Over the summer I secretly left my previous university and looked for new courses to enrol on for 2015/16. Nobody was aware of this. I was too ashamed to have my parents, my friends, and my boyfriend look at me as a failure. The people I should have asked for help in my time of personal crisis were the people I was in fear of disappointing. From May to August I acted as if I intended to return to Lancaster, all the while I was looking at different courses and universities. Repeatedly scouring over the same prospectuses everyday online, too afraid to order them to my house. I convinced myself that I was a failure and that no reputable university would accept me. So I applied for full time jobs to start in September and intended to live in Lancaster and work while my family believed I was studying on my second year.
“struggle is what it means to be alive and free” David Budbill
To be completely honest, it was a really crappy year. My grandmother had multiple strokes and was hospitalized all summer, I moved into her house in Cheltenham so I could look after the house and visit her regularly. Which was convenient for me as I didn’t have to face anyone about my internal conflict. During one of the hospital visits she asked me about going back to Lancaster in September. I was actually honest and told her I had my doubts about returning but she reassured me; “I know you’ll do well”. Her speech was still limited but that was all I needed. Looking at her led in a hospital bed made me think about how lucky I am to be an able bodied young person living in the U.K. with access to higher education. Everyday refugees go through hell to get even a slither of what I have. My problem was I was too worried about what people would think of me and this was holding me back.
At this point I decided to give myself a kick up the bum. After fretting for months about finances and rejection I did my research and plucked up the courage to apply to London Met on results day (I was way past UCAS’ schedule when I had my epiphany). I called at 9 am and received an email confirming my place from the course leader by lunchtime. All I could feel was a great sense of relief after the dangerous gambling I’d been playing all summer, then I was ecstatic.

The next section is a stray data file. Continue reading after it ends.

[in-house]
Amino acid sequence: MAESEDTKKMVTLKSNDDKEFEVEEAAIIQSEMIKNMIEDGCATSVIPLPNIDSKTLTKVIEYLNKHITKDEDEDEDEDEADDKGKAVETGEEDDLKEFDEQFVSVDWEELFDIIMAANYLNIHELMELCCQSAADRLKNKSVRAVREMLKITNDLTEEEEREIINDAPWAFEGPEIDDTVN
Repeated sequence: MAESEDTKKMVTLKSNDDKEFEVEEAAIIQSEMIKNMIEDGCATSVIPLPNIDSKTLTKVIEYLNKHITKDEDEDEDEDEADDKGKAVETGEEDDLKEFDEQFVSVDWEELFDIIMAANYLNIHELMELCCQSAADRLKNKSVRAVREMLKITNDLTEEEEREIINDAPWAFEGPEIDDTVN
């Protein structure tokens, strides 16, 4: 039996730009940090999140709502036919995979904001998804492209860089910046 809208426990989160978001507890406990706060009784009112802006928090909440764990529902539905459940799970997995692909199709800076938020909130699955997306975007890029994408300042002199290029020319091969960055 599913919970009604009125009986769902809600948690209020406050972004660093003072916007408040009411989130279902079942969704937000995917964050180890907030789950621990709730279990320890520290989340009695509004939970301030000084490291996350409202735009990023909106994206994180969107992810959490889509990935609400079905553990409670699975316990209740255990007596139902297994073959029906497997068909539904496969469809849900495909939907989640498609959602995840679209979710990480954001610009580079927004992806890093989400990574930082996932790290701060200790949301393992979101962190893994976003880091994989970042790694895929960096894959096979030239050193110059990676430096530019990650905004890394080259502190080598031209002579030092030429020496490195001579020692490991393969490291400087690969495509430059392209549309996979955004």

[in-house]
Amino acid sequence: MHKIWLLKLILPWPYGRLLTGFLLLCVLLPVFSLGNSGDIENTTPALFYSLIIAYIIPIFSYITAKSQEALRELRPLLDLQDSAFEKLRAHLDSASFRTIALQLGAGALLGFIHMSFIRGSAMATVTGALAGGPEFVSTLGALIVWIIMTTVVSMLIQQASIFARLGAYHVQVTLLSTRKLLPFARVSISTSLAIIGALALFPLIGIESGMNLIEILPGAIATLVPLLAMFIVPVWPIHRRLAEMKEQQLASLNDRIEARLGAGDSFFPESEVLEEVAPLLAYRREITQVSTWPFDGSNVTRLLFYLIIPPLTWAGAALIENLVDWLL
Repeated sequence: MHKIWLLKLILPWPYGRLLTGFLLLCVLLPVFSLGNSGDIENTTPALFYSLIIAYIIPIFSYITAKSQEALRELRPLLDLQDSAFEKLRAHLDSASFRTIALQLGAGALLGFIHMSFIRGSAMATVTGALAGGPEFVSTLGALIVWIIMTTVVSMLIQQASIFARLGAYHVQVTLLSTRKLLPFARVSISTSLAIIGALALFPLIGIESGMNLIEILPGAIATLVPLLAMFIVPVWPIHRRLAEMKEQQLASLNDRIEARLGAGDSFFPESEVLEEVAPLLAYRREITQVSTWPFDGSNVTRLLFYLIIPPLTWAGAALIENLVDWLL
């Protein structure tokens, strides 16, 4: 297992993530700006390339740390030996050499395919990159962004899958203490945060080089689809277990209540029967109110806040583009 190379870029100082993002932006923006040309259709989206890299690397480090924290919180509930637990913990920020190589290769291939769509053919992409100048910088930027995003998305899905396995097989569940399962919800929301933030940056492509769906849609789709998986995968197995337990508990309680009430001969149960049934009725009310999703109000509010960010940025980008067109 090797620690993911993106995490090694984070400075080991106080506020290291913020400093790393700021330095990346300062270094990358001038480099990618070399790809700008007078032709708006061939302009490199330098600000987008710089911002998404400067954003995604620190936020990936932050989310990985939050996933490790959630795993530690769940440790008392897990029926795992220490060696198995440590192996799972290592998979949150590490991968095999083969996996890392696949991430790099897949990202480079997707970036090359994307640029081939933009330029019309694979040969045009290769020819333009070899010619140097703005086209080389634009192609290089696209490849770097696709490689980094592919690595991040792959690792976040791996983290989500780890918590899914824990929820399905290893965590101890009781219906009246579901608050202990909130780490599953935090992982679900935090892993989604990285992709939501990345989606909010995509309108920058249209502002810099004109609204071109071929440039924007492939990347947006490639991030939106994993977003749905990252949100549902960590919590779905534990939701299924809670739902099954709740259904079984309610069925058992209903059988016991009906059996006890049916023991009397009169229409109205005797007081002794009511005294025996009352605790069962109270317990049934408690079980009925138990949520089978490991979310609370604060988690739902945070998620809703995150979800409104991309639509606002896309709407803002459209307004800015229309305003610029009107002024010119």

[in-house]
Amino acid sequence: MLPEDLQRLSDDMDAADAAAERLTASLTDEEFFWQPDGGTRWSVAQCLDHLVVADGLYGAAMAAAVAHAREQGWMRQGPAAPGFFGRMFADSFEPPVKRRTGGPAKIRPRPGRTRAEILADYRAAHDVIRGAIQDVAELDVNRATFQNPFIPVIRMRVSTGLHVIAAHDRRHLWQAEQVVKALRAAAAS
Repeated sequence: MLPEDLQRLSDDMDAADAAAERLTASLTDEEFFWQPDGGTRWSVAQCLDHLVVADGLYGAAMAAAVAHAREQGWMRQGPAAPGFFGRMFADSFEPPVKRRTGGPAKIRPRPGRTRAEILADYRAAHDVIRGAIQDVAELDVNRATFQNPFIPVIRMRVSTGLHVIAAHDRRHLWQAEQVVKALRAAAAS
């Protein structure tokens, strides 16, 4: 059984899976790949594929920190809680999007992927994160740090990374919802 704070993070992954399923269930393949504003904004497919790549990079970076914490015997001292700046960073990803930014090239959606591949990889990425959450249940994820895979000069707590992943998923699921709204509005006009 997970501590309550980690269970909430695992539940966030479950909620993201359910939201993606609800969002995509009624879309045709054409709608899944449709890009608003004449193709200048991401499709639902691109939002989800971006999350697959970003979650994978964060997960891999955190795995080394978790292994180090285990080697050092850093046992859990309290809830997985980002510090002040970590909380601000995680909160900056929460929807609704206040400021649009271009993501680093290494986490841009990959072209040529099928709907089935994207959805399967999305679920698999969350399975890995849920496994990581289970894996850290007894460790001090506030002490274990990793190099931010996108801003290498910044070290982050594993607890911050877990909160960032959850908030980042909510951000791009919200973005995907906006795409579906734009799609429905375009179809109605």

The course has been everything I’ve hoped for and more. It’s been stimulating and touching on issues that I feel passionate about on a daily basis. I’m enjoying it so much that the reading and even the further reading is something I want to do. I’m not sure if this feeling of belonging is because I’ve just forced myself to dive in head first, or if I’ve actually found where I’m meant to be. Either way, I’m undoubtedly loving everything about London Met and the course. I feel refreshingly positive about the future and can’t wait to share my experiences on this blog.
3 thoughts on “First-year experiences”
What an inspiring blog. I love it and well done!
What an amazing blog… Reading this was a real eye opener. Well done and good luck !
Wooowww! This was an interesting any catching blog. Thanks for sharing such experience. I believe you have acted as a spokesperson for many out there, who may still feel shy about sharing their experiences. I hope that when they read this they will get the courage to come up and share their views. Well dine! And keep blogging.